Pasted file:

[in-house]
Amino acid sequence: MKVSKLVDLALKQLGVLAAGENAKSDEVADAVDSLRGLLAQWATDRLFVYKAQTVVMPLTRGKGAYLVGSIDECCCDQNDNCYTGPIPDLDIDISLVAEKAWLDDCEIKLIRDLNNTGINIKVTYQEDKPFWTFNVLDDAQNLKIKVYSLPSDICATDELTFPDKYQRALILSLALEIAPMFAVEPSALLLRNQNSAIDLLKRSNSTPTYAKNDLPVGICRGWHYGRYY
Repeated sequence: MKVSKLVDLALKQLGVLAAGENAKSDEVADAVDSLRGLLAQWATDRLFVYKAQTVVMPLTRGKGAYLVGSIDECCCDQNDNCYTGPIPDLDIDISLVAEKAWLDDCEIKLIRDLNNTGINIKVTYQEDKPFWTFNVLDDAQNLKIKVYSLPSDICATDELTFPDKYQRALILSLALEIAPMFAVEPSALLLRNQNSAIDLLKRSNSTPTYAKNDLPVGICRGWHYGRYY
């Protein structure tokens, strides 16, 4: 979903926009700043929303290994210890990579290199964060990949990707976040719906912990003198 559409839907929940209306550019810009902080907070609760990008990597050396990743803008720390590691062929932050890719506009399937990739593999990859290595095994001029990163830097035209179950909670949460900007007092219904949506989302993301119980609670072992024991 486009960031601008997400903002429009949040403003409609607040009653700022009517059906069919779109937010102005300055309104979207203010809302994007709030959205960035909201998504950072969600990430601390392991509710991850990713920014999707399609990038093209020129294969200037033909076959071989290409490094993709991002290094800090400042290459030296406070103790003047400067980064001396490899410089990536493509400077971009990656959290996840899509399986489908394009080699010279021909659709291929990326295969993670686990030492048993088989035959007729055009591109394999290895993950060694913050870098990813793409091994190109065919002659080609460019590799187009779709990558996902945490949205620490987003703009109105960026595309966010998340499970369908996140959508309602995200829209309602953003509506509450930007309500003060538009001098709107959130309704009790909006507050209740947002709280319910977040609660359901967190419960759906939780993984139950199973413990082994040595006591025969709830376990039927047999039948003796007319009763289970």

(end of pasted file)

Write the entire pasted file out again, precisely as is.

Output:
[in-house]
Amino acid sequence: MKVSKLVDLALKQLGVLAAGENAKSDEVADAVDSLRGLLAQWATDRLFVYKAQTVVMPLTRGKGAYLVGSIDECCCDQNDNCYTGPIPDLDIDISLVAEKAWLDDCEIKLIRDLNNTGINIKVTYQEDKPFWTFNVLDDAQNLKIKVYSLPSDICATDELTFPDKYQRALILSLALEIAPMFAVEPSALLLRNQNSAIDLLKRSNSTPTYAKNDLPVGICRGWHYGRYY
Repeated sequence: MKVSKLVDLALKQLGVLAAGENAKSDEVADAVDSLRGLLAQWATDRLFVYKAQTVVMPLTRGKGAYLVGSIDECCCDQNDNCYTGPIPDLDIDISLVAEKAWLDDCEIKLIRDLNNTGINIKVTYQEDKPFWTFNVLDDAQNLKIKVYSLPSDICATDELTFPDKYQRALILSLALEIAPMFAVEPSALLLRNQNSAIDLLKRSNSTPTYAKNDLPVGICRGWHYGRYY
């Protein structure tokens, strides 16, 4: 979903926009700043929303290994210890990579290199964060990949990707976040719906912990003198 559409839907929940209306550019810009902080907070609760990008990597050396990743803008720390590691062929932050890719506009399937990739593999990859290595095994001029990163830097035209179950909670949460900007007092219904949506989302993301119980609670072992024991 486009960031601008997400903002429009949040403003409609607040009653700022009517059906069919779109937010102005300055309104979207203010809302994007709030959205960035909201998504950072969600990430601390392991509710991850990713920014999707399609990038093209020129294969200037033909076959071989290409490094993709991002290094800090400042290459030296406070103790003047400067980064001396490899410089990536493509400077971009990656959290996840899509399986489908394009080699010279021909659709291929990326295969993670686990030492048993088989035959007729055009591109394999290895993950060694913050870098990813793409091994190109065919002659080609460019590799187009779709990558996902945490949205620490987003703009109105960026595309966010998340499970369908996140959508309602995200829209309602953003509506509450930007309500003060538009001098709107959130309704009790909006507050209740947002709280319910977040609660359901967190419960759906939780993984139950199973413990082994040595006591025969709830376990039927047999039948003796007319009763289970």